Lamphun Province



Map of Thailand highlighting Lamphun Province
Country  Thailand
Capital Lamphun town
  Governor Wirachai Phuphiangchai (since October 2016)
  Total 4,506 km2 (1,740 sq mi)
Area rank Ranked 49th
Population (2014)
  Total 405,468[1]
  Rank Ranked 60th
  Density rank Ranked 48th
  HDI (2009) 0.729 (medium) (43rd)
Time zone ICT (UTC+7)
Area code(s) 053
ISO 3166 code TH-51
Vehicle registration ลำพูน

Lamphun (Thai: ลำพูน, pronounced [lām.pʰūːn]) is one of the northern provinces (changwat) of Thailand. Neighboring provinces are (from north clockwise) Chiang Mai, Lampang, and Tak.


Lamphun is in the Ping River valley. It is surrounded by mountain chains, with the Thanon Thong Chai Range in the west and the Khun Tan Range in the east of the province. It is some 670 kilometres from Bangkok and 26 kilometres from Chiang Mai.


Under its old name of Haripunchai, Lamphun was the northernmost city of the Mon kingdom of the Dvaravati period,[2] and also the last to fall to the Thai. In the late-12th century it came under siege from the Khmer, but did not fall. However, in 1281 King Mengrai of Lanna finally seized the city, and made it part of his kingdom. After Burmese expansion in the 16th century, Lamphun was under Burmese rule for two centuries. In the 18th century, with the rise of Thonburi and Bangkok against Burmese rule, local leaders from Lampang agreed to be their allies. Lamphun was finally freed from the Burmese and ruled by relatives of Lampang's leader, gaining vassal status from Bangkok. Eventually, after the administrative reform of Bangkok government in the late-19th century, Lamphun became part, as a province, of Siam.[3]


The provincial seal shows the temple Wat Phra That Haripunchai, which was already the main temple of the city Lamphun during Mon times. The gold-covered chedi is said to contain a relic of Buddha.

The provincial flower is the Flame of the Forest (Butea monosperma), and the provincial tree is the Rain Tree (Samanea saman).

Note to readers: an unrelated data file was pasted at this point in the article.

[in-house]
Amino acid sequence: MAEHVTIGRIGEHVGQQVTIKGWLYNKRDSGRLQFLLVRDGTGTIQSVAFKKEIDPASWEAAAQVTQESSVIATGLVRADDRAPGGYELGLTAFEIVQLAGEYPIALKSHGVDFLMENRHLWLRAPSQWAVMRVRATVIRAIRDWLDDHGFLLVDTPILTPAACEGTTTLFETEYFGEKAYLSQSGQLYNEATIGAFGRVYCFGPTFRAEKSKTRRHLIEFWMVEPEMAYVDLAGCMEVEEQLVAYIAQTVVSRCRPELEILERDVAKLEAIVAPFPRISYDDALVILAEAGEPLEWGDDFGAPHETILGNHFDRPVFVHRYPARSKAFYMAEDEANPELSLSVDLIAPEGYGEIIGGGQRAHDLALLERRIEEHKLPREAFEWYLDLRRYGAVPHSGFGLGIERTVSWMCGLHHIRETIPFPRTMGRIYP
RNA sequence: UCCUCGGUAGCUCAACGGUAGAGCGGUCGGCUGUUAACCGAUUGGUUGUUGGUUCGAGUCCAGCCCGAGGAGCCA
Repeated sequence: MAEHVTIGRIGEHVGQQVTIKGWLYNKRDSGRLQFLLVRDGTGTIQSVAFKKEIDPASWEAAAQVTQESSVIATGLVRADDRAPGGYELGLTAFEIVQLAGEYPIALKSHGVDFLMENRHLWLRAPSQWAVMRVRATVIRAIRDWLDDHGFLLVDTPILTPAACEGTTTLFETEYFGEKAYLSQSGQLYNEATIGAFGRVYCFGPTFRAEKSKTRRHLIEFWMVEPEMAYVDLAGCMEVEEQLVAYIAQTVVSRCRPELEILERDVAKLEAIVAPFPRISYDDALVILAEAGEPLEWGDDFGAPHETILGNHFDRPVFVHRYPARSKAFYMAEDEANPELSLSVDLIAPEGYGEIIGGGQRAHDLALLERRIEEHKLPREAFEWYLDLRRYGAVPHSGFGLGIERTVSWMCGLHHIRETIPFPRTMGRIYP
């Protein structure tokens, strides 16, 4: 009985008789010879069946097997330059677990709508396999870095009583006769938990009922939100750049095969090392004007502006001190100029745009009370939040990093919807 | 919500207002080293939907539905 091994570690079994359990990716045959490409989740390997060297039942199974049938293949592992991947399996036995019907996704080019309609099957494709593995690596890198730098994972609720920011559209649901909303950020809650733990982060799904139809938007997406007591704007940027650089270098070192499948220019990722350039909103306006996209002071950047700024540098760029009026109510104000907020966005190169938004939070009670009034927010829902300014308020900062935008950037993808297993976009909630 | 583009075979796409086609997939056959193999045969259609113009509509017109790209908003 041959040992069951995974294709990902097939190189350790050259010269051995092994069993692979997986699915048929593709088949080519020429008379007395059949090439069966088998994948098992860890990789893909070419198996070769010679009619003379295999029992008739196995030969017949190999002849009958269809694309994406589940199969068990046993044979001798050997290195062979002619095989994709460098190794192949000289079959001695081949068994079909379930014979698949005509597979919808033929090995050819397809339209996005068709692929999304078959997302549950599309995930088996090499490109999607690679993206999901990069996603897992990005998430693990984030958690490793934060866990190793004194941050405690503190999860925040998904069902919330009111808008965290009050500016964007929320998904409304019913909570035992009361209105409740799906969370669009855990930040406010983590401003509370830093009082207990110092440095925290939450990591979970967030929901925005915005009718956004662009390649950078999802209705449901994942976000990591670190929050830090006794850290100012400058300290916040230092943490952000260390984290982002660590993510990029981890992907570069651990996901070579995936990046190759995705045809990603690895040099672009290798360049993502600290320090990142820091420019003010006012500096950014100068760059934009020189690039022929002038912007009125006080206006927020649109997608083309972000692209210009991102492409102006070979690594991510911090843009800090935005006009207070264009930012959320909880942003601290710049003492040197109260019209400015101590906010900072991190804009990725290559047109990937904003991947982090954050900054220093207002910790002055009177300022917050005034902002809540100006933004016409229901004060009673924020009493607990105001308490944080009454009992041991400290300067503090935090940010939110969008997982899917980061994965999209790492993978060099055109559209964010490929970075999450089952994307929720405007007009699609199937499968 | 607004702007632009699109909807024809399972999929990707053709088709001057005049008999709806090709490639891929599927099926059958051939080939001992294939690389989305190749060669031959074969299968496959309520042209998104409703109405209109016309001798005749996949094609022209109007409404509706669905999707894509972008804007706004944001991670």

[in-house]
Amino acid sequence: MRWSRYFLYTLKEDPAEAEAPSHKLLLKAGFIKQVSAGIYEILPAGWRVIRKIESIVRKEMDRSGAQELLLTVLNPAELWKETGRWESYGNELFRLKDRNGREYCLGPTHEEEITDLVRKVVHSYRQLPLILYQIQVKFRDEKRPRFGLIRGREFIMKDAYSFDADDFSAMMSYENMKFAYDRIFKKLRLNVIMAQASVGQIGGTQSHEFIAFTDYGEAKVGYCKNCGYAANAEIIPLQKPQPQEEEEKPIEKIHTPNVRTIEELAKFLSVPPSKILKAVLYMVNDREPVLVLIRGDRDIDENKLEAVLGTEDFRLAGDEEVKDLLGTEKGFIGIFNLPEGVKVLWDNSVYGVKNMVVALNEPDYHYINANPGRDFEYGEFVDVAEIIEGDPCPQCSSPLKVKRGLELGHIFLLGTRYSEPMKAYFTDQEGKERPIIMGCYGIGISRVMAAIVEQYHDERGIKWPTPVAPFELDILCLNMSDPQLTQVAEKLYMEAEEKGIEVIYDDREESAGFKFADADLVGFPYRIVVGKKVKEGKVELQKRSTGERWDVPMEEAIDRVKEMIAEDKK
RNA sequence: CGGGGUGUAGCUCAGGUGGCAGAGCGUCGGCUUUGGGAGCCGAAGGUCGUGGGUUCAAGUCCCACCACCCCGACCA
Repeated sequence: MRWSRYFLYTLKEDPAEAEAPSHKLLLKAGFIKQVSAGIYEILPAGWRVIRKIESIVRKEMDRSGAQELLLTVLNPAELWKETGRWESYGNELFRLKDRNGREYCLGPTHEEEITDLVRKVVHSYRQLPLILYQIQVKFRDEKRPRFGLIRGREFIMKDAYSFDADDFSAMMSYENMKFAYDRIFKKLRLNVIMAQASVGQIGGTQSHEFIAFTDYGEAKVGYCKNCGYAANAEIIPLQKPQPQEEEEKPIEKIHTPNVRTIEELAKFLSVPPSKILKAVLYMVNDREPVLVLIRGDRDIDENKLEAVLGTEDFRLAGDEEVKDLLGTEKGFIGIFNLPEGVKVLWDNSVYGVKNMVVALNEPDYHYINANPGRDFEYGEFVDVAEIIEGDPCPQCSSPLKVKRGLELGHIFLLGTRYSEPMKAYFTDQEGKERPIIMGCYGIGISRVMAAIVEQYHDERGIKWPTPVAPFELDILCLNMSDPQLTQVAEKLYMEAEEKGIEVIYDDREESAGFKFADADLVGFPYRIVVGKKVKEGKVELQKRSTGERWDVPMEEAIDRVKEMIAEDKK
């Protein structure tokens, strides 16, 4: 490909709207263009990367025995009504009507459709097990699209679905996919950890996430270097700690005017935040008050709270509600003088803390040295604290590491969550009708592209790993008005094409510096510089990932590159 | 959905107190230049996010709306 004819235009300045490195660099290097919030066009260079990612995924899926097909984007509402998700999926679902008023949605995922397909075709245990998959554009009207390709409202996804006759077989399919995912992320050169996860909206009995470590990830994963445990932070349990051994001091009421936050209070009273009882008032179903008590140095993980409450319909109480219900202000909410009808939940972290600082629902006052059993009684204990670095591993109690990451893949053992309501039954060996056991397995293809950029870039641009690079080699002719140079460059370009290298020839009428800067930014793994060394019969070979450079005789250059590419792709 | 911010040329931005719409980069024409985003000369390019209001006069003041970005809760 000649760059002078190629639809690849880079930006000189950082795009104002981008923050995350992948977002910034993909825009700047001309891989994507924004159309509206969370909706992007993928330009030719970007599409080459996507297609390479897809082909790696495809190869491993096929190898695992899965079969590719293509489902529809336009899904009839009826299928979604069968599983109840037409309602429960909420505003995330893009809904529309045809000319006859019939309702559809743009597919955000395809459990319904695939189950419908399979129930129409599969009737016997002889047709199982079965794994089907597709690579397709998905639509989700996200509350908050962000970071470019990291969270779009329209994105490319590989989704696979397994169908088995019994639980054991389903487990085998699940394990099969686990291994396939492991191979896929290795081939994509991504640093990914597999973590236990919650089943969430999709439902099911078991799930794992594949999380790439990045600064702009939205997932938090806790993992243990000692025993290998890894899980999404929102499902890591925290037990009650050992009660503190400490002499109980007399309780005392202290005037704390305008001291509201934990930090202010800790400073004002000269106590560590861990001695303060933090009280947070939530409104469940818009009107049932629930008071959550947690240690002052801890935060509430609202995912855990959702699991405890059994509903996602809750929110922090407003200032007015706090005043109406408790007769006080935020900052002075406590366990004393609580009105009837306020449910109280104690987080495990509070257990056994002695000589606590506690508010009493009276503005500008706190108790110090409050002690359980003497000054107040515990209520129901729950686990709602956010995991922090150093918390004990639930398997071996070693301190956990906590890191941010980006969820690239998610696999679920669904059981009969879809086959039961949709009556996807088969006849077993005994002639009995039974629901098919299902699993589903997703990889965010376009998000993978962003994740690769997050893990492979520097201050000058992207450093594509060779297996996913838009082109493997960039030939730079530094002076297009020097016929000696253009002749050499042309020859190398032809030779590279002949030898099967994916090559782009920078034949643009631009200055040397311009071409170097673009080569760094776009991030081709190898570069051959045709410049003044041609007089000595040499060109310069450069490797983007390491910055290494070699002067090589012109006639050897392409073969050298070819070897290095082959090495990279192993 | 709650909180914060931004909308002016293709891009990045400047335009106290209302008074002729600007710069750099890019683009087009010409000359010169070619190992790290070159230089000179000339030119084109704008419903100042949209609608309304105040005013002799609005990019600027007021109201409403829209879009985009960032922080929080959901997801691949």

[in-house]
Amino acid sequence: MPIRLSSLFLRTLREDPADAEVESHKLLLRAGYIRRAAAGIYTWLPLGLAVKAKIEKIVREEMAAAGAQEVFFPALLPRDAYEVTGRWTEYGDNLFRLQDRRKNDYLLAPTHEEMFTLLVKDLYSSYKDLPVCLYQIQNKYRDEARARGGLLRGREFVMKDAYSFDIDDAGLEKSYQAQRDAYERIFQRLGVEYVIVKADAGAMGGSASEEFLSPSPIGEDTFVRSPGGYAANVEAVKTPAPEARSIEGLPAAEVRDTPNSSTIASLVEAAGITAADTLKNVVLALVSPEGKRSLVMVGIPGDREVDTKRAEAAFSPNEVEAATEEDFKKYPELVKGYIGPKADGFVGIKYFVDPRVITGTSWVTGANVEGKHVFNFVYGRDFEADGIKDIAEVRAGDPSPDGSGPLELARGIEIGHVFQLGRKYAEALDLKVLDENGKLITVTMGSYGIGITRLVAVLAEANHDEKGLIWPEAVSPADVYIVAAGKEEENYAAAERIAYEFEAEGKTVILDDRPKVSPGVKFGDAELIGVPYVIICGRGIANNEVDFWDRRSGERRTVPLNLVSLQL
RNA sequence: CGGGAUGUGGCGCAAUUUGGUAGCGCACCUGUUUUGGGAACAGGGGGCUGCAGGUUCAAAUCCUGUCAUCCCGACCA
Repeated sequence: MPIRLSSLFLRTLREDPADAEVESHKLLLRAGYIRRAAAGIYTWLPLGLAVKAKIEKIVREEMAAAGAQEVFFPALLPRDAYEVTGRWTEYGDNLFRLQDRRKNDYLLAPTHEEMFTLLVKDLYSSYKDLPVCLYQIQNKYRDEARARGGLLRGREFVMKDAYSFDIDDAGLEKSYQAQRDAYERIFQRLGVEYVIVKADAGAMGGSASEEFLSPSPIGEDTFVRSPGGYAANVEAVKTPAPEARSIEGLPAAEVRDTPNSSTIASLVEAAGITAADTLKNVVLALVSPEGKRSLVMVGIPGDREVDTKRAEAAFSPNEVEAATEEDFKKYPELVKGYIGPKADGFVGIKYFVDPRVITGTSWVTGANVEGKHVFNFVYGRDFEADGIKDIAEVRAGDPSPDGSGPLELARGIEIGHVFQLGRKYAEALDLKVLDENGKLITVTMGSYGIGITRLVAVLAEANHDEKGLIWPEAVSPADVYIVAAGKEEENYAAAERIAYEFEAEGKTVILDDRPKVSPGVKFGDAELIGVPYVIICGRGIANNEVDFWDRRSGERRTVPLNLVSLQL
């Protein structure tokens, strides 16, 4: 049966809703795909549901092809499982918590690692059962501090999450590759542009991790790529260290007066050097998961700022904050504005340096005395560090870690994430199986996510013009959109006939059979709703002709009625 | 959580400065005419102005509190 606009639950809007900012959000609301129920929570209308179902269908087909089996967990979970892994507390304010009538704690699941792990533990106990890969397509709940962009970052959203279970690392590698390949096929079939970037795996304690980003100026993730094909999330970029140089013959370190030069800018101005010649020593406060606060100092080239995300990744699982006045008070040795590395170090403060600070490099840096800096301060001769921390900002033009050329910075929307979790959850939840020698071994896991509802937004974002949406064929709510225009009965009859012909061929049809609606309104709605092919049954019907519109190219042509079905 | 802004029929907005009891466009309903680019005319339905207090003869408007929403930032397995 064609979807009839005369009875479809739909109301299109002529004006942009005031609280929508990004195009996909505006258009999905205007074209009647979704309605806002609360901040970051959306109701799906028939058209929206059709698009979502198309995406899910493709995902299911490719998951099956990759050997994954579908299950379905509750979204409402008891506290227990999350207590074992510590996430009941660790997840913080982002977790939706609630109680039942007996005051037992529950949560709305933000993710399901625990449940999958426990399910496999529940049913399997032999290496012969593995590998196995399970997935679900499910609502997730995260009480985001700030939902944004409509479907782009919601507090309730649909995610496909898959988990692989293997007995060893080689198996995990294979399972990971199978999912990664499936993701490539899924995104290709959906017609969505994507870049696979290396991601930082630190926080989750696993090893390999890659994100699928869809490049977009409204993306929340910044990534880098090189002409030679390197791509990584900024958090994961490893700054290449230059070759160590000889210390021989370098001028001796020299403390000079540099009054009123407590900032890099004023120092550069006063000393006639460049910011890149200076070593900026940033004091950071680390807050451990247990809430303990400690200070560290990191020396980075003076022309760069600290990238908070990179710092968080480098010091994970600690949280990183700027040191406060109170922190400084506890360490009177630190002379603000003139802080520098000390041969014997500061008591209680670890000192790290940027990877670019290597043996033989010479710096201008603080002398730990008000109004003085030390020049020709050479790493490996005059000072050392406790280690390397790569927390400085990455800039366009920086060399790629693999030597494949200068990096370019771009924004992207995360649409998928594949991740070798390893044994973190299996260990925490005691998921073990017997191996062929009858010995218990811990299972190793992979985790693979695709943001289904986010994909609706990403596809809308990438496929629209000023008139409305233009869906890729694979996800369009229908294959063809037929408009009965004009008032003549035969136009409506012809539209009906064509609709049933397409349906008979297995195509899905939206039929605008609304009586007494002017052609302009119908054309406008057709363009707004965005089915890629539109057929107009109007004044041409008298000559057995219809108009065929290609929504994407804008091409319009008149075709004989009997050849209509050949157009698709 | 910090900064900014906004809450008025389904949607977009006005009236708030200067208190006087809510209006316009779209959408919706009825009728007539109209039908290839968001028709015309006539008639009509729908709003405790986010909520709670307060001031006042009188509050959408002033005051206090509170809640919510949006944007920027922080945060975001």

Administrative divisions

The province is subdivided in eight districts (amphoe). These are further subdivided into 51 subdistricts (tambon) and 551 villages (muban).

Municipal (thesaban) areas in the province are the town (thesaban mueang) Lamphun and 12 townships (thesaban tambon). The non-municipal area is administered by 45 Tambon Administrative Organizations (TAO) and 2 tambon councils.

For national elections the province is subdivided into three constituencies. Constituency 1 covers the Mueang District except Tambon Makhuea Chae, constituency 2 the districts Pa Sang, Mae Tha, and Tambon Makhuea Chae of Mueang district, and constituency 3 the districts Ban Hong, Thung Hua Chang and Li.



The viharn and golden chedi of Wat Phra That Hariphunchai
The Dvaravati-style chedi of Wat Phra That Hariphunchai

Wat Phra That Hariphunchai (วัดพระธาตุหริภุญชัย) A principal landmark is the 46-metre tall golden chedi whose present appearance was the result of the restoration work in 1443 by a king of Chiang Mai. Other architectural works include the ancient-style brick arch adorned with fine designs and the pair of sculptured lions at the door.

Hariphunchai National Museum (พิพิธภัณฑสถานแห่งชาติหริภุญชัย), across the road from Wat Phra That Hariphunchai. Displays and exhibits include historical development and archaeological items found in Lamphun. Another displays ancient utensils, Lanna indigenous arts, and carvings.

Phra Nang Chamthewi Statue (อนุสาวรีย์พระนางจามเทวี) is in Nong Dok public park in town commemorating the first ruler of Hariphunchai.

Suthewa Ruesi Statue (อนุสาวรีย์สุเทวฤาษี) - Legend has it that the Rusi, or ascetic, was the actual founder of Hariphunchai. As an ascetic refraining from worldly affairs he invited Phra Nang Chamthevi, a daughter of the King of Lopburi, to ascend the throne and helped her to firmly establish Buddhism in the land.